The next day, a woman (Michelle Pfeiffer) knocks on the door, and explains that she is the doctor’s wife. The poet invites her, too, to stay in the house indefinitely, over his own wife’s strenuous objections. This latest newcomer, after getting high on spiked lemonade, pries unpleasantly: That’s quite an age difference between you and your husband. Why aren’t you pregnant? Are you doing your part in the bedroom? If this all seems a bit rude, trust me when I say that these impositions are nothing compared to the ones yet to come. (The door chime in this home is certainly the most ominous since Tony Soprano caught a bullet at Holsten’s ice cream parlor.) Yet the poet seems to thrive on this accumulating attention, despite the escalating shock and dismay of his devoted wife.
It would be wrong to say more about the plot of mother! except to note that what begins as a quietly bucolic fable—albeit one in which menace looms—gradually spins out into a phantasmagoric horror show, stuffed to the seams with allegory. Why do the walls of the house beat like a heart when Lawrence’s character lays her hands on them? What’s in the golden elixir that she takes for her dizzy spells? Did something shriek and flee down the drain when she plunged that clogged toilet bowl? Why is her husband so obsessed with the mysterious crystal he keeps locked away in his study?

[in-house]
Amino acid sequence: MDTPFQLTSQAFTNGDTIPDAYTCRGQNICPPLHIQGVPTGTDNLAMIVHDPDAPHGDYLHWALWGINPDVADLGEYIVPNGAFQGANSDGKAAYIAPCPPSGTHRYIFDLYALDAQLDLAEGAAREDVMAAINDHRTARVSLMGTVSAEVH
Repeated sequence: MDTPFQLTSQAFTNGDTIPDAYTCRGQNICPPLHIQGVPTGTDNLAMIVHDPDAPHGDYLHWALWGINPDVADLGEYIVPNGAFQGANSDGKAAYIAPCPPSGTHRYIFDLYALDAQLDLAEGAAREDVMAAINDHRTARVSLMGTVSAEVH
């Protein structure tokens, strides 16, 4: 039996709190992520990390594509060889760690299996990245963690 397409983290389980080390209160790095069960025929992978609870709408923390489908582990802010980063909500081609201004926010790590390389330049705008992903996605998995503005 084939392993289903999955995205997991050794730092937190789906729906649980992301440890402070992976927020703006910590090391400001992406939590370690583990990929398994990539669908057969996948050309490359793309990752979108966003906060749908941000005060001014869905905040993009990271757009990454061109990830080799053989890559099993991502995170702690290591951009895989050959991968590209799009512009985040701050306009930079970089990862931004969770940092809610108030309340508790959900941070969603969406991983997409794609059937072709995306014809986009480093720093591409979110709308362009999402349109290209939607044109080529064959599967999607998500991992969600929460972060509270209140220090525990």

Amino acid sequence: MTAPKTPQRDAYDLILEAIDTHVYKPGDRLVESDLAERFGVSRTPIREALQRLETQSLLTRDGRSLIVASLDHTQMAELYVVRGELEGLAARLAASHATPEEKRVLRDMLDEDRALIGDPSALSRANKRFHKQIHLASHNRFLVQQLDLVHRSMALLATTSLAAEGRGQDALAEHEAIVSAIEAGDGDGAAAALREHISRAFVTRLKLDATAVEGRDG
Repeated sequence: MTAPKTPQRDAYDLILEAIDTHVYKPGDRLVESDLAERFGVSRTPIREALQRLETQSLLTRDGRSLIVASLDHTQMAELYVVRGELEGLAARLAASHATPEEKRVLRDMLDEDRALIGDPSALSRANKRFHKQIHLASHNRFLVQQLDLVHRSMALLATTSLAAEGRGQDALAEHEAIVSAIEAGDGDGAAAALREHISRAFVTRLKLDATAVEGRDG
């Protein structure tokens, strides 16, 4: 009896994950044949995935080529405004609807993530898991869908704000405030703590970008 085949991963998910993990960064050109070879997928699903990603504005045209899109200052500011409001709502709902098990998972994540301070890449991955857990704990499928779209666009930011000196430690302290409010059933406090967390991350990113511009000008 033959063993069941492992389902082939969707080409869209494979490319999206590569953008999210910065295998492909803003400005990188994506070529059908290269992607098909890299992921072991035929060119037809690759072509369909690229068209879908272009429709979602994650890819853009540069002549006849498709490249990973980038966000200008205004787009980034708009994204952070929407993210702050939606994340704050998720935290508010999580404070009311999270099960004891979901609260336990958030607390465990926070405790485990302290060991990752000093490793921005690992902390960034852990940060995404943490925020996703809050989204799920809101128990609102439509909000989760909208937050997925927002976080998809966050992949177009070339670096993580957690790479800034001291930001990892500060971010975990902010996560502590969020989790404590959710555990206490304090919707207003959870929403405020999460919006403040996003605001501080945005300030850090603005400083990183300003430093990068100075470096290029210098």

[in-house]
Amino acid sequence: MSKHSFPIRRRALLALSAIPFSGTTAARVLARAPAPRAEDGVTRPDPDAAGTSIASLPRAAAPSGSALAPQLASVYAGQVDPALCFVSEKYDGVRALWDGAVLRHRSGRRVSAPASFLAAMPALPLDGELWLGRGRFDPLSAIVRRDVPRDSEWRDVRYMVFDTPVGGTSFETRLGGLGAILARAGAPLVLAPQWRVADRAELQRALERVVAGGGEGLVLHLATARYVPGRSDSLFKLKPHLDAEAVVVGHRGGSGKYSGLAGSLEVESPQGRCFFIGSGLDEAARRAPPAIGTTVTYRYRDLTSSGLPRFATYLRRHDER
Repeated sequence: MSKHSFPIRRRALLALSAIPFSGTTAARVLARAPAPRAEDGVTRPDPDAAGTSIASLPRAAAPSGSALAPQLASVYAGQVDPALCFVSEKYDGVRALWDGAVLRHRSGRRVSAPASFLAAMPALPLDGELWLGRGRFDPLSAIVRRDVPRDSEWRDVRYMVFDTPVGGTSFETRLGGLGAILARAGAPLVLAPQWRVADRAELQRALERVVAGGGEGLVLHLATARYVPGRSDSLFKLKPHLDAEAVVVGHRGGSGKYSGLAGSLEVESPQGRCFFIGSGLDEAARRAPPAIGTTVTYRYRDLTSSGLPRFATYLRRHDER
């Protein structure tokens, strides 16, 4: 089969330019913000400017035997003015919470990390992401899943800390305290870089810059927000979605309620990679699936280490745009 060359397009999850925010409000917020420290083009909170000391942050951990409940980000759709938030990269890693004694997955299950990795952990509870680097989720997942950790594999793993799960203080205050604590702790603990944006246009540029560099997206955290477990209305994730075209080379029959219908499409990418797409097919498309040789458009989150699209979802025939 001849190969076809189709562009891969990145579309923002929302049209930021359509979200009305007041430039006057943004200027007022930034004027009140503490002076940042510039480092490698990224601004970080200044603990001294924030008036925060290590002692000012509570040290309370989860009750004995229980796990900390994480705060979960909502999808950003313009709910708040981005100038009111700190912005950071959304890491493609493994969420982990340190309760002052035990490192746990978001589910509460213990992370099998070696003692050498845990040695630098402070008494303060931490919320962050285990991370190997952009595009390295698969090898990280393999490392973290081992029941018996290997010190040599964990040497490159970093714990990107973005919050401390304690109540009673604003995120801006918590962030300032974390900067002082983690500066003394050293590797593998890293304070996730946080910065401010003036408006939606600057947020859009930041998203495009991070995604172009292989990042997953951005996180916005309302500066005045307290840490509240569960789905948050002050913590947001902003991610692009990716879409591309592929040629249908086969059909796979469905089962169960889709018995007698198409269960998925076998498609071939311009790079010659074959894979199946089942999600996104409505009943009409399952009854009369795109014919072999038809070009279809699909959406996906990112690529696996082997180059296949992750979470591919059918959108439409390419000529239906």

For its first half or more, I expected mother! to be a gothic nightmare in the manner of Poe or Chambers or Lovecraft, with healthy dollops of Kafka and Rosemary’s Baby thrown in for good measure. (I was hoping for the kind of movie that Guillermo del Toro’s Crimson Peak aimed for but ultimately missed.) But Aronofsky’s ambitions are far larger and stranger, even by the standards of such previous head trips as Black Swan and Noah. This is a film of fierce and idiosyncratic intensity, a metaphor for subjects both vast and banal: on the one hand, gender roles, creativity, birth, and (as Aronofsky himself has attested) global warming; on the other, the symbiotic interplay between fandom and celebrity. Biblical allusions are woven throughout—Cain and Abel, a flood that resets the world, the birth of Christ—and the story is essentially told in two separate chapters that might as well be called testaments.
There’s a strong sense, too, of winking self-critique on Aronofsky’s part. Bardem’s emphatically male artist heaps indignity after indignity upon his wife in his craving for more fame, more love, more attention. It is, at a fictive remove, pretty much what Aronofsky does to his lead actress.
And if not for another bravura performance by that lead actress, the film might easily have collapsed under the weight of its own pretensions. Bardem and the rest of the cast are strong, but it is Lawrence’s groundedness and humanity that tether her director’s wilder fancies. It helps, too, that Aronofsky (who also wrote the screenplay) injects frequent doses of black humor into the proceedings. He never loses sight of the fact that, philosophical trappings aside, this is at its core a movie about the Worst House Guests Ever.